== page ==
Sunday, August 16, 2009

Managing pictures on Ubuntu

I have amassed 30,000+ pictures since I got my first digital camera six years ago. For the past few years, I have been using iPhoto to organize these. (It is now very slow, since it tries to preload thumbnails of every picture on startup, or something similarly unreasonable.)

I like four features of iPhoto:
  1. Photo files are stored in directories by YEAR/MONTH/DAY . This makes sense.
  2. I can use albums to group together photos of the same event taken on different days.
  3. If the camera date was set wrong, I can change the metadata on the photos.
  4. My entire library is in iPhoto and organized in a way I understand.
I am trying to find a similar way to manage photos on Ubuntu. I have so far been unsuccessful. F-spot satisfies (1) but there doesn't seem to be a clean, working way to grab the albums from iPhoto. (Manually re-creating the albums for thirty thousand photos is not an option; I haven't found a hack that works yet, either.) Also, I can't figure out how to change the metadata with F-spot, or with any other Ubuntu software, for that matter.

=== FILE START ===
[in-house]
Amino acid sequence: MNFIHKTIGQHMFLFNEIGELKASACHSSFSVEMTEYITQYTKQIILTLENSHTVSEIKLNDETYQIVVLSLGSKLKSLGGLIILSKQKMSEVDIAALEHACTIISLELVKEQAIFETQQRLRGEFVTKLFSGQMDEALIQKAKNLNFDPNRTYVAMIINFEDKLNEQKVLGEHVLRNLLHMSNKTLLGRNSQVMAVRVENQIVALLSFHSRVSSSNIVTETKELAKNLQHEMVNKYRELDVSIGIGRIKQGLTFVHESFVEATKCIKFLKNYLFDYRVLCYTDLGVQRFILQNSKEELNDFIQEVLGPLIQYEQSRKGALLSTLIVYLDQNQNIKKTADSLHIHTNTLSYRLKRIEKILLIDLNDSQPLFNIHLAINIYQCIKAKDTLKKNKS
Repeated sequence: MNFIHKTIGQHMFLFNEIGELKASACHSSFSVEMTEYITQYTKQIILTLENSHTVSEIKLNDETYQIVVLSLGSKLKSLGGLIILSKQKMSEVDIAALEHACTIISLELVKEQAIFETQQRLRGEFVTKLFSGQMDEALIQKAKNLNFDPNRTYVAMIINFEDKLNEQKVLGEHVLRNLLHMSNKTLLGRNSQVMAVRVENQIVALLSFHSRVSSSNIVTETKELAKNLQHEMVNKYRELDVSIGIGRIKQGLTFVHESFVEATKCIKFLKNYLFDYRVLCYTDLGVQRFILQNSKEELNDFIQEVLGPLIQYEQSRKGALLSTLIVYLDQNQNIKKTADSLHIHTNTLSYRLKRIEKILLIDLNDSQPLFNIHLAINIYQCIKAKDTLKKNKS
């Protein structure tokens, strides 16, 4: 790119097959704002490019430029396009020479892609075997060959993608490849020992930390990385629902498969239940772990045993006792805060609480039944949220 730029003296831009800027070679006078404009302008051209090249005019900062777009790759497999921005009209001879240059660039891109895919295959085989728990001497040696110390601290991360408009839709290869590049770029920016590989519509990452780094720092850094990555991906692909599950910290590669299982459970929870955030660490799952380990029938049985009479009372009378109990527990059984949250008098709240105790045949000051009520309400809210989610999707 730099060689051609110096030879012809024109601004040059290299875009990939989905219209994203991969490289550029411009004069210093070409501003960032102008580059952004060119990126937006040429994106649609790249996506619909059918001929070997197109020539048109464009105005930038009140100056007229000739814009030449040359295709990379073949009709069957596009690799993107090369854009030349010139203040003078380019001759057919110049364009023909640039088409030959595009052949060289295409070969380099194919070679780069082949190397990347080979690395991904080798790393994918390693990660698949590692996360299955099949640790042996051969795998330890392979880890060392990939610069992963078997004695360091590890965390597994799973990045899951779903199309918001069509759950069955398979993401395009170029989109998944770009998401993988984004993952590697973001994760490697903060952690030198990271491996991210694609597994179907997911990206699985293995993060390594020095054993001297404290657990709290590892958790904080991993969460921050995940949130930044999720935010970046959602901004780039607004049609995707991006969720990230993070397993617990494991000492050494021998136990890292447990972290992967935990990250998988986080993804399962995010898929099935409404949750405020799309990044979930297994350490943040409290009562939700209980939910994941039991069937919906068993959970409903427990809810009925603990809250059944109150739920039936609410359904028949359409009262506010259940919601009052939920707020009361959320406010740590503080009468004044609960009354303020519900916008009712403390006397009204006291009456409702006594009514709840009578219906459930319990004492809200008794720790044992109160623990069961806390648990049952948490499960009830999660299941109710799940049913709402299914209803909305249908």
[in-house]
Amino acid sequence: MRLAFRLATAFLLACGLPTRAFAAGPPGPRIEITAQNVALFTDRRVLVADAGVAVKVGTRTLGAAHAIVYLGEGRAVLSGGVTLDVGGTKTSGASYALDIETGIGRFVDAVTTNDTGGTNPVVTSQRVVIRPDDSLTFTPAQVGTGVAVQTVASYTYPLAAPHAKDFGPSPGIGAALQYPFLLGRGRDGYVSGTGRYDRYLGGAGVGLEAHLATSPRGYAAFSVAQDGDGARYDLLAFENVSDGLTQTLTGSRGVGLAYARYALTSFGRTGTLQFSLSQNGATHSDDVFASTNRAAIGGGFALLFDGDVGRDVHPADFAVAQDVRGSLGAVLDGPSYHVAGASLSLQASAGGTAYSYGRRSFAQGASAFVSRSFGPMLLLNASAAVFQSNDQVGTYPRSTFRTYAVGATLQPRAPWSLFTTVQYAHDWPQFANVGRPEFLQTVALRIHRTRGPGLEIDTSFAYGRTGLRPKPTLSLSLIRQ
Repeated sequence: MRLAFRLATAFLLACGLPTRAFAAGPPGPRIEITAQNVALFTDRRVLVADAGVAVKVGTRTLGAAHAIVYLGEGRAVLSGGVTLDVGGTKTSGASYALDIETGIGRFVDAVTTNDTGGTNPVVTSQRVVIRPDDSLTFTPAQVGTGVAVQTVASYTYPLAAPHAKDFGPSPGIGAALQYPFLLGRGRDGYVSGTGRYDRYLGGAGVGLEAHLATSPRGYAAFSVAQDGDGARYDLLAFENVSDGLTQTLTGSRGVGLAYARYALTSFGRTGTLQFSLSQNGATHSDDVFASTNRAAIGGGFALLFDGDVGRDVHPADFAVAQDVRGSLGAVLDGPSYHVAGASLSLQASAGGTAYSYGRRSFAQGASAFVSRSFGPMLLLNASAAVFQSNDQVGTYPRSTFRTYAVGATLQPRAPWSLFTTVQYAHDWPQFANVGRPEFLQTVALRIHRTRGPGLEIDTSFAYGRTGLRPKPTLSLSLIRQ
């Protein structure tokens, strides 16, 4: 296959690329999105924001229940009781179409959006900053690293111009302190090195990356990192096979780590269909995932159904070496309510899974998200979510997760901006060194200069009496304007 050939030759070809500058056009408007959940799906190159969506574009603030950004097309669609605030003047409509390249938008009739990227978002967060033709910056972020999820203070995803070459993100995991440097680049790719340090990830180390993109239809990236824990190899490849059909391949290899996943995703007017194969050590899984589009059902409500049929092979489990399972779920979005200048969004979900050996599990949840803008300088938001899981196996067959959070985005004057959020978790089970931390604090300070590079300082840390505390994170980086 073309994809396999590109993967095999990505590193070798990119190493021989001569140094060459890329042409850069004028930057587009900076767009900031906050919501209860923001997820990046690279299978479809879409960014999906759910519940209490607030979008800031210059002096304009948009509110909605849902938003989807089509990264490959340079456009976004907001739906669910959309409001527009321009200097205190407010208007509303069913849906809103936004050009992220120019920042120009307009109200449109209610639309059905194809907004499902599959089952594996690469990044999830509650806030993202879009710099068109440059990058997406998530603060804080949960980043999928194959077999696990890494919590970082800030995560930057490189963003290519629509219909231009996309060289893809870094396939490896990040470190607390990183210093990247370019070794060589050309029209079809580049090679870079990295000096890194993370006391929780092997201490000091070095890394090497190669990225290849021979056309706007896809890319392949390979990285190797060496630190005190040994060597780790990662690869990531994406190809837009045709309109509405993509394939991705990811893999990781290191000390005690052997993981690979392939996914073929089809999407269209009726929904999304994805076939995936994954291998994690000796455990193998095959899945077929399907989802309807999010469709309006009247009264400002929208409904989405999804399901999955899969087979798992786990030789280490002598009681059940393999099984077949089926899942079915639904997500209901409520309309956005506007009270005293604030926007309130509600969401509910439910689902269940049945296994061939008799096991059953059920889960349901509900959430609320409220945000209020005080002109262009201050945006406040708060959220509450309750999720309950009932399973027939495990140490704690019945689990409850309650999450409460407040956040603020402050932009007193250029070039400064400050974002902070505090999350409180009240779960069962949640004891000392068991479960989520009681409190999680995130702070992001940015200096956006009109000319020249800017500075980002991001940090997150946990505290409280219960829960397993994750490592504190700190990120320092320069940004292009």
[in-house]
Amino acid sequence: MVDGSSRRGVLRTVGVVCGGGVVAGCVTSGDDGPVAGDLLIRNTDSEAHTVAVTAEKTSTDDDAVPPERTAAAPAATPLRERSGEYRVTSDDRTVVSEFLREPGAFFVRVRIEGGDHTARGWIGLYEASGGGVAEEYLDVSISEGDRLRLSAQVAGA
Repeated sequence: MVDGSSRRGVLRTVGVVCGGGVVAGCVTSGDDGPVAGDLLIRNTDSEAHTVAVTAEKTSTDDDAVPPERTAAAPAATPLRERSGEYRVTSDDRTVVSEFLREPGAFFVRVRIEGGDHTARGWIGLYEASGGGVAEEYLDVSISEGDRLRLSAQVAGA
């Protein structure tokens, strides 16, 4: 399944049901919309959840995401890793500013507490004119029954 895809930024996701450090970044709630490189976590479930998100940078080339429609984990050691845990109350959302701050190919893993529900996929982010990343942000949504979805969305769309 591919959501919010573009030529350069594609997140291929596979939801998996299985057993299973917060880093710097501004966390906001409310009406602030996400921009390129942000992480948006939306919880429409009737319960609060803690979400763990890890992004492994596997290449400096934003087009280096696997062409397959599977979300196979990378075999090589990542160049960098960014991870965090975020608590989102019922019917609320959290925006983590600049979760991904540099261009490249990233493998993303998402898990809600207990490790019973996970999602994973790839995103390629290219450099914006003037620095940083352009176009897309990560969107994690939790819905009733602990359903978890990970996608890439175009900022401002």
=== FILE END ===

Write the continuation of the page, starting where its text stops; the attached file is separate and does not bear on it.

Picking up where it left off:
I have heard good things about Picasa (Google's answer to organizing photos) but also bad things (it's slow; too many bells and whistles).

Suggestions? I've been making myself cozy on Ubuntu, but this is really irking me.

[Update, two hours later: I installed Picasa to try it out. After an XKCD-like series of events, something -- possible a hidden preference file? bug reports online are unclear -- is quite borked about my entire setup. Also, Google now gives me search returns in French and Portugese, but not English. Now everything I try fails, not just with Picasa but also basic OS functionality. Aaaiiieee! But there are no sharks. Yet.]

This post's theme word: nidicolous, "nesting."

1 comment:

George said...

What kind of hardware do you have? iPhoto is supposed to scale to a pretty large number of photos. Is there any preference that limits how many are displayed in the main window that prevents the startup costs from being so high?